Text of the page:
“This is a fun one. This is the last track I made and it all happened in about a day or so. Was feeling really manic and was having a lot of fun stretching and panning and moving around this sample of “Acoustics” by Henry Kaiser and others. It sounds so similar to how Pretty Dad sounds and everyone who listens to it thinks it’s a Pretty Dad sample. It’s really funny to me. Also sampled Stereolab on those drums. I hope I don’t get sued [laughs]. Anyway, that sample in the beginning is what you hear in the middle as well: just heavily, heavily stretched. The Binaural Spatializer plugin really came in handy with this track. The way things bounce around left and right is really frightening to me. I’m really proud of it.”

6. “Apatheia”


Impressions and Sources: “It’s a Blue World”; thunder tube in an abandoned house; a bangin’ donk; a church bell and a crowd; the love of my life

“This song I also wrote. It’s probably the most tied to the title of all the tracks. “Just let me speak with id today.” Surprisingly, this track was directly inspired by an Andrew Huang “4 PRODUCERS FLIP THE SAME SAMPLE” video. My partner was over and we were watching it, and I was like “let’s do it, do you have any samples for me babe?” and they sent me a playlist they had been curating of things-to-sample. I found this:

“I made most of the track with them while we were spending time together.”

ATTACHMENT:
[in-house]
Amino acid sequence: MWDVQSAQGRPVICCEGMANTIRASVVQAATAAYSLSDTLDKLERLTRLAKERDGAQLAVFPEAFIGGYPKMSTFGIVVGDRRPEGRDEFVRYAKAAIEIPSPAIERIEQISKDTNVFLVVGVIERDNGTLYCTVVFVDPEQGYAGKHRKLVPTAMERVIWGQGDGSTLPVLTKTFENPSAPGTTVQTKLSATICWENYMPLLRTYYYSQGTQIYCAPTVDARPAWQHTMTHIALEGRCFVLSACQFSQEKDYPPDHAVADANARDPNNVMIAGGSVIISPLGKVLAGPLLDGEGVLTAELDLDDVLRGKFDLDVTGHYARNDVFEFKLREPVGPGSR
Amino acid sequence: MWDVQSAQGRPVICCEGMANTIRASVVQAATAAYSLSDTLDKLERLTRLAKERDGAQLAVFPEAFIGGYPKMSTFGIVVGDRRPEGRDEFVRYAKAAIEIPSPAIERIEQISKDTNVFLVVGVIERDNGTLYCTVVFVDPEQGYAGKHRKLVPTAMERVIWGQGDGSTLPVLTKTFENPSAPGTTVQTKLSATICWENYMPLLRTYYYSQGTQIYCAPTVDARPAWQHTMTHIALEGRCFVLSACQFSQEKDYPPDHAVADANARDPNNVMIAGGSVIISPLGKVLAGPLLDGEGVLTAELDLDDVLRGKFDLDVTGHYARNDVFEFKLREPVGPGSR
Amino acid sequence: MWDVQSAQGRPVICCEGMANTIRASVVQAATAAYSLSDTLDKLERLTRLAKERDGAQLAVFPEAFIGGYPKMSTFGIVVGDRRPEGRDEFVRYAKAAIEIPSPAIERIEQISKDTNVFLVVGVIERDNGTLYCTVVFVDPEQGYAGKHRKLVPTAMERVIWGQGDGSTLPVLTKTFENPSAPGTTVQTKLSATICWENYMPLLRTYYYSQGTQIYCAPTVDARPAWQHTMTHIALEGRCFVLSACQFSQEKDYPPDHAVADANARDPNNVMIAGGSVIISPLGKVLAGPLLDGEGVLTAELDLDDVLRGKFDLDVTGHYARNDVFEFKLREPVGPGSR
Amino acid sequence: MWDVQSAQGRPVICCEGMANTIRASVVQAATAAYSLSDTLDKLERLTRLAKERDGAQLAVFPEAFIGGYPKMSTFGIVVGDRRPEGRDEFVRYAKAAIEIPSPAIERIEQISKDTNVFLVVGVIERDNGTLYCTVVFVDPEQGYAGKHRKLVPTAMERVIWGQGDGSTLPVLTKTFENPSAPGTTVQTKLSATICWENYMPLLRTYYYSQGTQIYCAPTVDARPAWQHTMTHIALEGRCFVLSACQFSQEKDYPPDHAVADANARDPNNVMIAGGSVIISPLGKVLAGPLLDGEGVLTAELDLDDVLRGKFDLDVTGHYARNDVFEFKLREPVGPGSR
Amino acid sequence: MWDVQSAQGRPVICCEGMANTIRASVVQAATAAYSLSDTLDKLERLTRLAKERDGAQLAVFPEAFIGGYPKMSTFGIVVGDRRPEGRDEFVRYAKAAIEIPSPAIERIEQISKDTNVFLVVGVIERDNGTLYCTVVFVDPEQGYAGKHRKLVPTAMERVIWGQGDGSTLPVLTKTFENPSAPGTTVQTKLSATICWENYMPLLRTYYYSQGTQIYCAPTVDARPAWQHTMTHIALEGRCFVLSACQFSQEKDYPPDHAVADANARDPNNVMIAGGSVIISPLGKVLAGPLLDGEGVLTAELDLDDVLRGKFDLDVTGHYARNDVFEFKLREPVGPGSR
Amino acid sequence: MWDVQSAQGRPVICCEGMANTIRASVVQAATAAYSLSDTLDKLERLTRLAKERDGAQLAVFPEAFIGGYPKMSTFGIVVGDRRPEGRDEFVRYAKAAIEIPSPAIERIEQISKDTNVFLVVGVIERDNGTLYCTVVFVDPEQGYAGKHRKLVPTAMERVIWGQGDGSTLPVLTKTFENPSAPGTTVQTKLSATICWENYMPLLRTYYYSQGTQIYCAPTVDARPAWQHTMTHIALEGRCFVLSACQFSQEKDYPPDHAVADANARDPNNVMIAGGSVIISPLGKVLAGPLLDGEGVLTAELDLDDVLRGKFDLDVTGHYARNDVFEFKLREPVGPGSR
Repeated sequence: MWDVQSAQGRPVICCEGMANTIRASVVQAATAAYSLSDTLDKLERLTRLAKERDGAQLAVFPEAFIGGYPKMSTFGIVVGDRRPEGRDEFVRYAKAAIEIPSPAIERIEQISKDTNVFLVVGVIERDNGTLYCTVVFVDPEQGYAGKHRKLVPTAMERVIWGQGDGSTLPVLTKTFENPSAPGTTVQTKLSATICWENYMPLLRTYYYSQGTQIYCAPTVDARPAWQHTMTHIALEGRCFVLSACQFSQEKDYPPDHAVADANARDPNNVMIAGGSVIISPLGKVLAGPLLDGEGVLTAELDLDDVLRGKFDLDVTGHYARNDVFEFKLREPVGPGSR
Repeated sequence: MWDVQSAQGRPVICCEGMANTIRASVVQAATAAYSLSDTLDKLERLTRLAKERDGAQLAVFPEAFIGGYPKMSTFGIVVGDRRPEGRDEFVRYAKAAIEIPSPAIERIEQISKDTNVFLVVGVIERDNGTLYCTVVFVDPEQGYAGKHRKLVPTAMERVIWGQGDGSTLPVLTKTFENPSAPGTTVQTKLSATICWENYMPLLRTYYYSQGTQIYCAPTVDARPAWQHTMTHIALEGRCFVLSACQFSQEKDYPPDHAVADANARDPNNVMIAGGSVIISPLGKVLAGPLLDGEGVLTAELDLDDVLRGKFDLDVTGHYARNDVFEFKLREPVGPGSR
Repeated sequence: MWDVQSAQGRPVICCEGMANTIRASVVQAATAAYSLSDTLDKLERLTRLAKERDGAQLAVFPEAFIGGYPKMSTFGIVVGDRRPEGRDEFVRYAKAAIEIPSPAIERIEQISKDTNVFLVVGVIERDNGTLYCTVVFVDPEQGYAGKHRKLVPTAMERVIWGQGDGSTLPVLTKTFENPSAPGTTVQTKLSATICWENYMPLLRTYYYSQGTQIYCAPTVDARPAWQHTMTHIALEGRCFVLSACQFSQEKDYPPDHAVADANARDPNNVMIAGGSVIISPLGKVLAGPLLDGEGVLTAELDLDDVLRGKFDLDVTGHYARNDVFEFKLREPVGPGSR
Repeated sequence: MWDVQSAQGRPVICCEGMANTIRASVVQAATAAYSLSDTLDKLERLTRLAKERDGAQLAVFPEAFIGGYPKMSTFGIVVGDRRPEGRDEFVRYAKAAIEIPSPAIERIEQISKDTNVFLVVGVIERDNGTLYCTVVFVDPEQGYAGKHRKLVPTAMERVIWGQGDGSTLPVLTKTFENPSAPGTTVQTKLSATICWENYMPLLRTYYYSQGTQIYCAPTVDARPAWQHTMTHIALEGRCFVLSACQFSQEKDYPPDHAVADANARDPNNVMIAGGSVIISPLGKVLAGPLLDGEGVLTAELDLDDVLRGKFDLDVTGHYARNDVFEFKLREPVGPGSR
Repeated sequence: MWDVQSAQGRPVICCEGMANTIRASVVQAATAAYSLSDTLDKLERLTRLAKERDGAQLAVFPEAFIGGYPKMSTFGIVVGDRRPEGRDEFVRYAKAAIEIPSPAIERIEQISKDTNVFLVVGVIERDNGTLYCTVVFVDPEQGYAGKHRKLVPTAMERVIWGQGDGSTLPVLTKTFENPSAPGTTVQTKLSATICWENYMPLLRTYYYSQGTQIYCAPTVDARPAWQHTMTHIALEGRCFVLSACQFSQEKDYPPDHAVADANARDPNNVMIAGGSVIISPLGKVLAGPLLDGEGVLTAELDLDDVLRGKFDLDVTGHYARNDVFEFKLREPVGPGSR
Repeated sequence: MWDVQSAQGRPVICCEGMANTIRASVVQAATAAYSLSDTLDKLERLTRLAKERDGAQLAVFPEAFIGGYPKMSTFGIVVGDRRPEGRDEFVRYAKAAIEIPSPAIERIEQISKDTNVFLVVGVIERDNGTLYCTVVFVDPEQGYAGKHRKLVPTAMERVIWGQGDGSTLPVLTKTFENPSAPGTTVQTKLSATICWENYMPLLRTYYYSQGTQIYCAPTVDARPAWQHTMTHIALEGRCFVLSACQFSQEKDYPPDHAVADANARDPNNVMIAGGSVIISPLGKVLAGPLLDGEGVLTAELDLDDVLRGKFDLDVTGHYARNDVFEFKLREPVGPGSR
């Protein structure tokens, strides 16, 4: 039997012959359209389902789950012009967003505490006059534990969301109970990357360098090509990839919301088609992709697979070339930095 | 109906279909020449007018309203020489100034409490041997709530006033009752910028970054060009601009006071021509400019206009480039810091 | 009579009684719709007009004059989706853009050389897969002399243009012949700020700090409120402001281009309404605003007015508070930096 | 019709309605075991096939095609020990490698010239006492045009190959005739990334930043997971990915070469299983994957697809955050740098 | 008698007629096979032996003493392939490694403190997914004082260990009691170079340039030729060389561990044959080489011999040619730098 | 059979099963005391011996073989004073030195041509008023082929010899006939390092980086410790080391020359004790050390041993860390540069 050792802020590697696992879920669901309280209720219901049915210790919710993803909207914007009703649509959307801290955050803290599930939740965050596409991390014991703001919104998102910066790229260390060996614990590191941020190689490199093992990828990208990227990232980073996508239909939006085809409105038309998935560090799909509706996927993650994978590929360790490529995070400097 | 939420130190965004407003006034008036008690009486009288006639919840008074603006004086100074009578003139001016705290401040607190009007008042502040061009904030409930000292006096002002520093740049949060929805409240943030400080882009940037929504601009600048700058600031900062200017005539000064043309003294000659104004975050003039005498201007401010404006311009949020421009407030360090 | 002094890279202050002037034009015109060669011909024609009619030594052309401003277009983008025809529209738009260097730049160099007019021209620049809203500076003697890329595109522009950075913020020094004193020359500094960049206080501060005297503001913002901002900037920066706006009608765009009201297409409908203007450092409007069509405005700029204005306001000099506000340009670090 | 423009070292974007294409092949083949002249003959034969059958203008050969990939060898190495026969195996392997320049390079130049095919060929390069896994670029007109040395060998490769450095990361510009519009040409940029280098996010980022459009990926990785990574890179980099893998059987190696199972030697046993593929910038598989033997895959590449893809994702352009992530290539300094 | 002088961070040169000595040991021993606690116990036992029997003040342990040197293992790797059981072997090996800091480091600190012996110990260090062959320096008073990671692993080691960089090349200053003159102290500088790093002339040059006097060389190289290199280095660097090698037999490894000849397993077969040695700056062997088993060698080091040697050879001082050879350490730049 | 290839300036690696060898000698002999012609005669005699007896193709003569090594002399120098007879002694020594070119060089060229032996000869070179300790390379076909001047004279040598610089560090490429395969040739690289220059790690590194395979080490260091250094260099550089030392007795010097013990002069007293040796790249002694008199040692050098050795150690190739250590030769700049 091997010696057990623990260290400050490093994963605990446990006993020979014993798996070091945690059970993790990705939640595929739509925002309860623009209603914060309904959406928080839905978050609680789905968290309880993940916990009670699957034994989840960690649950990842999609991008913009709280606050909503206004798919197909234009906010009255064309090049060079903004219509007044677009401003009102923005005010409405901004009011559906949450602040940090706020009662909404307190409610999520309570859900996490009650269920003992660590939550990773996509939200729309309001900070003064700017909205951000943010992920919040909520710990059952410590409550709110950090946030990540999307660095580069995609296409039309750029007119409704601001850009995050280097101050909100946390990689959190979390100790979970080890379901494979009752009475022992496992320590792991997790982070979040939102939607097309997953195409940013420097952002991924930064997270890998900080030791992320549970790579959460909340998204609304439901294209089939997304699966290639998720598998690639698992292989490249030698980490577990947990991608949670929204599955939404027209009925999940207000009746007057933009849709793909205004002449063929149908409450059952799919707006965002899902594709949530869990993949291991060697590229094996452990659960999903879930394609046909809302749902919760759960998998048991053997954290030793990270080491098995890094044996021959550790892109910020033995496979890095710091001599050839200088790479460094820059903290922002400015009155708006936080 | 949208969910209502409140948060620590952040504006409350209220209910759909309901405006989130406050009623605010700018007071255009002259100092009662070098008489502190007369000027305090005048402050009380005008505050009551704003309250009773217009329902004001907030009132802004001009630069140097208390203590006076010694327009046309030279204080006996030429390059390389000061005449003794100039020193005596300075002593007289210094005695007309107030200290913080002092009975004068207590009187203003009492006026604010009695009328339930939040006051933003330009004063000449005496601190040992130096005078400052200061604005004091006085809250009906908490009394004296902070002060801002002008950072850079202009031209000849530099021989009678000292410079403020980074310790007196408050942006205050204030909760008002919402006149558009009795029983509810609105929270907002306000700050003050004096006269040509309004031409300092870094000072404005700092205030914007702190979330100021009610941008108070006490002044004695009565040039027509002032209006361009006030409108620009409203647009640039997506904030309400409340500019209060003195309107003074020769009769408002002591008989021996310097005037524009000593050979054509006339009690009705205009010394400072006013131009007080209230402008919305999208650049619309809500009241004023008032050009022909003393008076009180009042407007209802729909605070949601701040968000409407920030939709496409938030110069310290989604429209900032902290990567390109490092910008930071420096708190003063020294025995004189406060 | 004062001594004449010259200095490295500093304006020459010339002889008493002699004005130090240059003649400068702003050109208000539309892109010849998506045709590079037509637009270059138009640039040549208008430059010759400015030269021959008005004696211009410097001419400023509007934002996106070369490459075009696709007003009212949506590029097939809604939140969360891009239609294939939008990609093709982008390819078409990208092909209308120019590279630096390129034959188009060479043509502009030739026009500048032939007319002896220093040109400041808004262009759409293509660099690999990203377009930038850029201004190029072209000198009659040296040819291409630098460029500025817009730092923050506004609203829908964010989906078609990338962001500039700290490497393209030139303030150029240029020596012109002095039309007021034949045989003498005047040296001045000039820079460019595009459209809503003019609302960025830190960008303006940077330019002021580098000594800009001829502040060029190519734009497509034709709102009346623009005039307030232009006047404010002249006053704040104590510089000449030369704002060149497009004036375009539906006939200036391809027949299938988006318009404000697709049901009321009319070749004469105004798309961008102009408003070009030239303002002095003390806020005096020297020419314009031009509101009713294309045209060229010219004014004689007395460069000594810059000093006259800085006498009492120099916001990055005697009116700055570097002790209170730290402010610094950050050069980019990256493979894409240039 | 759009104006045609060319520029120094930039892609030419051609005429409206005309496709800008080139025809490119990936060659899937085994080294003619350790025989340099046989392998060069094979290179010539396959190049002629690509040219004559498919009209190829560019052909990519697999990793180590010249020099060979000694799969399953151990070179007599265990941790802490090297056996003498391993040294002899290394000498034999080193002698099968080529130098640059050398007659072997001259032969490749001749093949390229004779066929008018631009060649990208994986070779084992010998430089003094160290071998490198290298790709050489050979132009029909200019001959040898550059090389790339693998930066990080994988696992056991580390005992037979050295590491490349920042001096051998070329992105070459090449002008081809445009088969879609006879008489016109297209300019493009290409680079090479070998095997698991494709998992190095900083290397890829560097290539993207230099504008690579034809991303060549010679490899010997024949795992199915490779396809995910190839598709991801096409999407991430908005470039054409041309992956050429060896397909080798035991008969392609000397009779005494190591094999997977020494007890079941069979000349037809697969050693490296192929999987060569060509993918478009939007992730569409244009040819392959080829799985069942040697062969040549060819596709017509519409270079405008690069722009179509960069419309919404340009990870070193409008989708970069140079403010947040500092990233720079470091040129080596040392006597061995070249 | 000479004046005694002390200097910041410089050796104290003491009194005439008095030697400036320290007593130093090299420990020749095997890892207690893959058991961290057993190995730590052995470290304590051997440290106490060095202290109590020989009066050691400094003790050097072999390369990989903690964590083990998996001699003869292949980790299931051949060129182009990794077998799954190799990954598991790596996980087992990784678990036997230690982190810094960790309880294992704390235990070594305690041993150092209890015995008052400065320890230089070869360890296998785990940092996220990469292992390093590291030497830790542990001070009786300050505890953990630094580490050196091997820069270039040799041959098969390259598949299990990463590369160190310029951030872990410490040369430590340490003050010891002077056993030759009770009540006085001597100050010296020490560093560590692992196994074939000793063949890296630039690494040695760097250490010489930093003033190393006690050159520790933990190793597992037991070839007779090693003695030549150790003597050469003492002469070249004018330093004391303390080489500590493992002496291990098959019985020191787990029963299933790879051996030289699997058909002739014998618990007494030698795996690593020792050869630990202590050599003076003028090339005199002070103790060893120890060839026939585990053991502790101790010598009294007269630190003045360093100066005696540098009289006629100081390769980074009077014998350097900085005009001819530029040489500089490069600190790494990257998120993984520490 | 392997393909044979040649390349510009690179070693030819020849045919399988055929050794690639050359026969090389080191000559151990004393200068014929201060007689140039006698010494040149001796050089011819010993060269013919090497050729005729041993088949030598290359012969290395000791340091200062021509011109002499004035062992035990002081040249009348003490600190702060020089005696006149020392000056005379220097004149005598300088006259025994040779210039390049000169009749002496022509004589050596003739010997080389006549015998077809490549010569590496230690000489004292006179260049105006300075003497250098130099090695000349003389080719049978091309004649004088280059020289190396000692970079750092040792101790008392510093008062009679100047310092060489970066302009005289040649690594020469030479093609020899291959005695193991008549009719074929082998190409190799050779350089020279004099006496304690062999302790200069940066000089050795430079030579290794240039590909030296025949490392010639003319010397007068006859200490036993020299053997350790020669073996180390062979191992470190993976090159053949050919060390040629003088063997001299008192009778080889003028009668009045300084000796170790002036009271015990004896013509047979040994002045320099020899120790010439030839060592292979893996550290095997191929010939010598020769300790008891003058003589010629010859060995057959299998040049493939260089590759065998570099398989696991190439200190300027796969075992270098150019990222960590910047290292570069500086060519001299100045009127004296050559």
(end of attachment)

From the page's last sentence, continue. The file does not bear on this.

7. “Passion”


Impressions and Sources: Minecraft; an orchestra; something bigger than me

“The original version of this track was like 130 BPM faster. I had been sitting on this set of notes for probably two years. After experiencing my process with “What?” and other tracks, I tried to see what chance would give me with this. Immediately was inspired to flesh it out, something I had been struggling with since it was originally doodled. Really proud of the textures here. It incorporates all the production ideas I had been experimenting with up to that point. First, keeping the original fast tempo, printing a bunch of different reverb tracks of various wetness into wav files, panning it with the Binaural Spatializer, then pitching and stretching the reverb prints by slowing the tempo by %X00. The primary synth is clean while the reverb glitches and stretches and warbles and beats with itself.

“The vocals on here were mostly gibberish. I don’t remember what I said. “It’s a growing compound / Great glory / Indecipherable.” I loved the recording, though, so I kept it in. It felt right. Unfortunately, I don’t remember the ending sample.

“So yeah! A lot of these decisions seem a bit frivolous to me, but that’s because I never imagined anyone would listen to it. I think you shouldn’t think too much about the stuff you’re doing if you are purely doing it for yourself in the moment. Thanks to everyone who’s supported me, I love you all! I have a lot of projects I’m working on, so I’ll be back.”

You can follow ODAE on Twitter and Bandcamp to keep up-to-date with the artist. Further reading available via Tiny Mix Tapes (R.I.P.).

Travis Shosa is the founder and editor-in-chief of Stamens/Pistils/Parties. Formerly the runner of COUNTERZINE, he has bylines at Pitchfork, The Alternative, and Post-Trash among others.